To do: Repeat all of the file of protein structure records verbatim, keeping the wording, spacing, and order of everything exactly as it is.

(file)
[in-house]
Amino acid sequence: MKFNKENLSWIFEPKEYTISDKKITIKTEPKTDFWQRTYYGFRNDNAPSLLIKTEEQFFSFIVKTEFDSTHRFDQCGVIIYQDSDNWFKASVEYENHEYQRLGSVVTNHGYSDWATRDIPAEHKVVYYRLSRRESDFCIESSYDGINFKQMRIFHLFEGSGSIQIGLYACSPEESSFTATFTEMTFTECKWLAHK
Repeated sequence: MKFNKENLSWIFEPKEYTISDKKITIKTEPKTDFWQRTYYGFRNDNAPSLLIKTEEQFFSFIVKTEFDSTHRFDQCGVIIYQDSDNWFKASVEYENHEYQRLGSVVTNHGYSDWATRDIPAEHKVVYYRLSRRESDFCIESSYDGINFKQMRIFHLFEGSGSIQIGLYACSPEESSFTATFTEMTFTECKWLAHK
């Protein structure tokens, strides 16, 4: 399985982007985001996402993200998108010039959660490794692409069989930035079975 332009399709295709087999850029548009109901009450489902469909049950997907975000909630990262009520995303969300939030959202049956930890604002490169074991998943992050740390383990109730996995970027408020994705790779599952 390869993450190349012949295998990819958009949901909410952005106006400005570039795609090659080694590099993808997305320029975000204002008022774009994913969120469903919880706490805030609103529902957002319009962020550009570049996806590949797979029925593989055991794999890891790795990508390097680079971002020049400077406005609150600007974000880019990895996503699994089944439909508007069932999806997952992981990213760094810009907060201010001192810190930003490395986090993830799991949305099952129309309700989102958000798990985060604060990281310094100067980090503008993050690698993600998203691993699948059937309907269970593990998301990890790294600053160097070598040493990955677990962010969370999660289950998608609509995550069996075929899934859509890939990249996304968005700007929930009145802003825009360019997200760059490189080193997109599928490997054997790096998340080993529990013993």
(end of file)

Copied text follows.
[in-house]
Amino acid sequence: MKFNKENLSWIFEPKEYTISDKKITIKTEPKTDFWQRTYYGFRNDNAPSLLIKTEEQFFSFIVKTEFDSTHRFDQCGVIIYQDSDNWFKASVEYENHEYQRLGSVVTNHGYSDWATRDIPAEHKVVYYRLSRRESDFCIESSYDGINFKQMRIFHLFEGSGSIQIGLYACSPEESSFTATFTEMTFTECKWLAHK
Repeated sequence: MKFNKENLSWIFEPKEYTISDKKITIKTEPKTDFWQRTYYGFRNDNAPSLLIKTEEQFFSFIVKTEFDSTHRFDQCGVIIYQDSDNWFKASVEYENHEYQRLGSVVTNHGYSDWATRDIPAEHKVVYYRLSRRESDFCIESSYDGINFKQMRIFHLFEGSGSIQIGLYACSPEESSFTATFTEMTFTECKWLAHK
């Protein structure tokens, strides 16, 4: 399985982007985001996402993200998108010039959660490794692409069989930035079975 332009399709295709087999850029548009109901009450489902469909049950997907975000909630990262009520995303969300939030959202049956930890604002490169074991998943992050740390383990109730996995970027408020994705790779599952 390869993450190349012949295998990819958009949901909410952005106006400005570039795609090659080694590099993808997305320029975000204002008022774009994913969120469903919880706490805030609103529902957002319009962020550009570049996806590949797979029925593989055991794999890891790795990508390097680079971002020049400077406005609150600007974000880019990895996503699994089944439909508007069932999806997952992981990213760094810009907060201010001192810190930003490395986090993830799991949305099952129309309700989102958000798990985060604060990281310094100067980090503008993050690698993600998203691993699948059937309907269970593990998301990890790294600053160097070598040493990955677990962010969370999660289950998608609509995550069996075929899934859509890939990249996304968005700007929930009145802003825009360019997200760059490189080193997109599928490997054997790096998340080993529990013993």